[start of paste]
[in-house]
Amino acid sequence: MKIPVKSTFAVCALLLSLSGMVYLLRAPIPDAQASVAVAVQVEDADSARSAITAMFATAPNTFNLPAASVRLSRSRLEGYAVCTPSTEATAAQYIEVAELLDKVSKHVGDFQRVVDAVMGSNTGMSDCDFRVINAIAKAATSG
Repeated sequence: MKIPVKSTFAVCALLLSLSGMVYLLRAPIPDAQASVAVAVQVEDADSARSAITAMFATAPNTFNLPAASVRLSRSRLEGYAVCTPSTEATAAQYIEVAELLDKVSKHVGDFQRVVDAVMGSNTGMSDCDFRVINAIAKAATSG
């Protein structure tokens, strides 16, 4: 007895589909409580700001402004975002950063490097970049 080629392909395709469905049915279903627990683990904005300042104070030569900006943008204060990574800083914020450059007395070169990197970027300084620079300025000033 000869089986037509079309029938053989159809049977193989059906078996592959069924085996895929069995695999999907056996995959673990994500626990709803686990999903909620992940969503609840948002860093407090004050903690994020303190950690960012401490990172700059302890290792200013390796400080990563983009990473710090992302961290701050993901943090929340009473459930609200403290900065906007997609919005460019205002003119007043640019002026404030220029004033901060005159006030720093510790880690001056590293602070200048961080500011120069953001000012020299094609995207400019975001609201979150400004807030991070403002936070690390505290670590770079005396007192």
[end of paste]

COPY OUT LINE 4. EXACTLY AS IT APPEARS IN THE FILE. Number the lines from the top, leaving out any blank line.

């Protein structure tokens, strides 16, 4: 007895589909409580700001402004975002950063490097970049 080629392909395709469905049915279903627990683990904005300042104070030569900006943008204060990574800083914020450059007395070169990197970027300084620079300025000033 000869089986037509079309029938053989159809049977193989059906078996592959069924085996895929069995695999999907056996995959673990994500626990709803686990999903909620992940969503609840948002860093407090004050903690994020303190950690960012401490990172700059302890290792200013390796400080990563983009990473710090992302961290701050993901943090929340009473459930609200403290900065906007997609919005460019205002003119007043640019002026404030220029004033901060005159006030720093510790880690001056590293602070200048961080500011120069953001000012020299094609995207400019975001609201979150400004807030991070403002936070690390505290670590770079005396007192």